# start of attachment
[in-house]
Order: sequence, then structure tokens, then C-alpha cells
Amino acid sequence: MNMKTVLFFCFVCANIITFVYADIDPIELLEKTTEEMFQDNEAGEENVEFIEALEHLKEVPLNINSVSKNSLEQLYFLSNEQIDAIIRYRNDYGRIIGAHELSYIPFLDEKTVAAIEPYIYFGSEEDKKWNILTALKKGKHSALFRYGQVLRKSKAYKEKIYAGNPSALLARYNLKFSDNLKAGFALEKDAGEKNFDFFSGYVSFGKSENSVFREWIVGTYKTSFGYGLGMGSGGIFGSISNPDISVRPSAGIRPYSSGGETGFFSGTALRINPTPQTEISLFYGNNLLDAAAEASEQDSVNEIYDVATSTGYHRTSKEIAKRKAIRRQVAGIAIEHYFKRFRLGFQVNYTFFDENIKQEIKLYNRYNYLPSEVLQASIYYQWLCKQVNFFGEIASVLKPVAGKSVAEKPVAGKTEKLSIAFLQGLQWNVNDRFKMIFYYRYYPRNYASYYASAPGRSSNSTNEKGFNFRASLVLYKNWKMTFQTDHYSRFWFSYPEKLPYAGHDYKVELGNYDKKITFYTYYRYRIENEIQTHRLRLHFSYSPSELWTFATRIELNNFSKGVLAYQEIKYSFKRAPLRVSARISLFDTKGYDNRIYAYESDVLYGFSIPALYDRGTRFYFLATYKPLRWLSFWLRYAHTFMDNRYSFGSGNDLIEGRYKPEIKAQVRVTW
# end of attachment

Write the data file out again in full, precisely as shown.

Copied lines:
[in-house]
Order: sequence, then structure tokens, then C-alpha cells
Amino acid sequence: MNMKTVLFFCFVCANIITFVYADIDPIELLEKTTEEMFQDNEAGEENVEFIEALEHLKEVPLNINSVSKNSLEQLYFLSNEQIDAIIRYRNDYGRIIGAHELSYIPFLDEKTVAAIEPYIYFGSEEDKKWNILTALKKGKHSALFRYGQVLRKSKAYKEKIYAGNPSALLARYNLKFSDNLKAGFALEKDAGEKNFDFFSGYVSFGKSENSVFREWIVGTYKTSFGYGLGMGSGGIFGSISNPDISVRPSAGIRPYSSGGETGFFSGTALRINPTPQTEISLFYGNNLLDAAAEASEQDSVNEIYDVATSTGYHRTSKEIAKRKAIRRQVAGIAIEHYFKRFRLGFQVNYTFFDENIKQEIKLYNRYNYLPSEVLQASIYYQWLCKQVNFFGEIASVLKPVAGKSVAEKPVAGKTEKLSIAFLQGLQWNVNDRFKMIFYYRYYPRNYASYYASAPGRSSNSTNEKGFNFRASLVLYKNWKMTFQTDHYSRFWFSYPEKLPYAGHDYKVELGNYDKKITFYTYYRYRIENEIQTHRLRLHFSYSPSELWTFATRIELNNFSKGVLAYQEIKYSFKRAPLRVSARISLFDTKGYDNRIYAYESDVLYGFSIPALYDRGTRFYFLATYKPLRWLSFWLRYAHTFMDNRYSFGSGNDLIEGRYKPEIKAQVRVTW